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Fear Of Coronavirus May Clear More Sporting Venues

Arturo Donate via Flickr

"What if they had a sporting event and no one showed up?" sounds like the setup to a hackneyed joke.

Yet, if the events of the past couple of weeks are an indicator, that premise may come to pass.

The increasing proliferation of COVID-19, more commonly known as the Coronavirus, has caused sporting organizations around the globe to ponder what to do about playing games in the time of a possible worldwide pandemic.

Soccer matches in Italy and South Korea, track meets in China, golf tournaments in Malaysia and Singapore and showjumping events in Hong Kong have either been postponed or outright canceled in the wake of the spread of Coronavirus.

And where things weren’t delayed or halted, they were staged without spectators. An important marathon in Tokyo was run through empty streets last week, while Japanese officials will bar fans from taking in exhibition baseball games.

Here in Baltimore, an NCAA Division III men’s basketball tournament hosted by Johns Hopkins was staged Friday with only players, coaches, game officials and media members to participate and to witness.

The barring of fans was triggered on two fronts. First, the first three Maryland Coronavirus cases were confirmed, though the incidents were in Montgomery County.

Second, classes were canceled at Yeshiva, one of the four schools taking part at Hopkins, when a student at the New York City tested positive for the virus.

None of the Yeshiva players or members of the traveling party were found to be infected, but that didn’t stop a local hotel from canceling their reservation out of a heightened concern.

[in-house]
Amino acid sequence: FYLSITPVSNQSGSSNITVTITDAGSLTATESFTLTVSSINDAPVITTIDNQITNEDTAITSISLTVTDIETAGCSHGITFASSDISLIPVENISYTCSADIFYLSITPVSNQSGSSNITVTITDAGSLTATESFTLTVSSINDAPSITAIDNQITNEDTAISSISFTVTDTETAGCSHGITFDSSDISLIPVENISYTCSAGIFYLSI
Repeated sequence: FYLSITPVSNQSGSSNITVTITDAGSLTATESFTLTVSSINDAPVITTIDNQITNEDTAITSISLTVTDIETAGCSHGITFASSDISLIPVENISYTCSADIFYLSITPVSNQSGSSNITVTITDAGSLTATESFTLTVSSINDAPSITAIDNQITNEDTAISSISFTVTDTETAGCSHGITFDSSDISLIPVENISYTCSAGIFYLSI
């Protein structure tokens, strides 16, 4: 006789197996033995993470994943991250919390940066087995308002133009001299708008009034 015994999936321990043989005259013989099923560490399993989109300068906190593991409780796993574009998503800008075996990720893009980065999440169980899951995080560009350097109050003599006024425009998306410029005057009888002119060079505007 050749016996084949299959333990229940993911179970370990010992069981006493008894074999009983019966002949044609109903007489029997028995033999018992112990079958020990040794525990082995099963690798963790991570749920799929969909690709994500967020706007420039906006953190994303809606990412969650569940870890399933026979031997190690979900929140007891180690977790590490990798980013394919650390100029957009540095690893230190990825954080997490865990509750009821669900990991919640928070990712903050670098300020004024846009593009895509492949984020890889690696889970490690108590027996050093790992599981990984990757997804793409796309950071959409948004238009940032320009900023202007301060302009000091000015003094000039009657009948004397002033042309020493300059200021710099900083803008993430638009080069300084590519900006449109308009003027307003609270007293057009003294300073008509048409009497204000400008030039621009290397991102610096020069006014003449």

And there may be more to come. The NBA is directing its 30 teams to come up with Coronavirus-based contingencies in place by Tuesday.

Those plans could include having an infectious disease specialist on call, scaling down team traveling parties and preparing to play in empty arenas.

That last idea is apparently a non-starter for LeBron James, who told reporters recently quote “That’s who I play for. I play for my teammates, I play for the fans that’s what it’s all about. If I show up to an arena and there ain’t no fans in there, I ain’t playing."

And there are those who believe that it might be prudent to consider staging some games without fans until the virus – or perhaps fear of the virus – is contained.

An organization hoping to unionize college athletes is calling on the NCAA to play this month’s Division I basketball tournament sans fans, a move that would surely change the nature of the biggest collegiate athletic event we have.

And the International Olympic Committee may very well have to make a call about whether it’s prudent to conduct the Summer Olympics, the big Kahuna of sporting events with spectators, if at all.

Of course, observer-less games are unusual, but not unheard of. As you may recall, the Orioles played a game without fans five years ago in the wake of riots that crippled the city.

Then, as now, the concern is for the health and wellbeing of all who play and watch. That, balanced, surely, by the potential loss of revenue, which is no joke.

And that’s how I see it for this week.  

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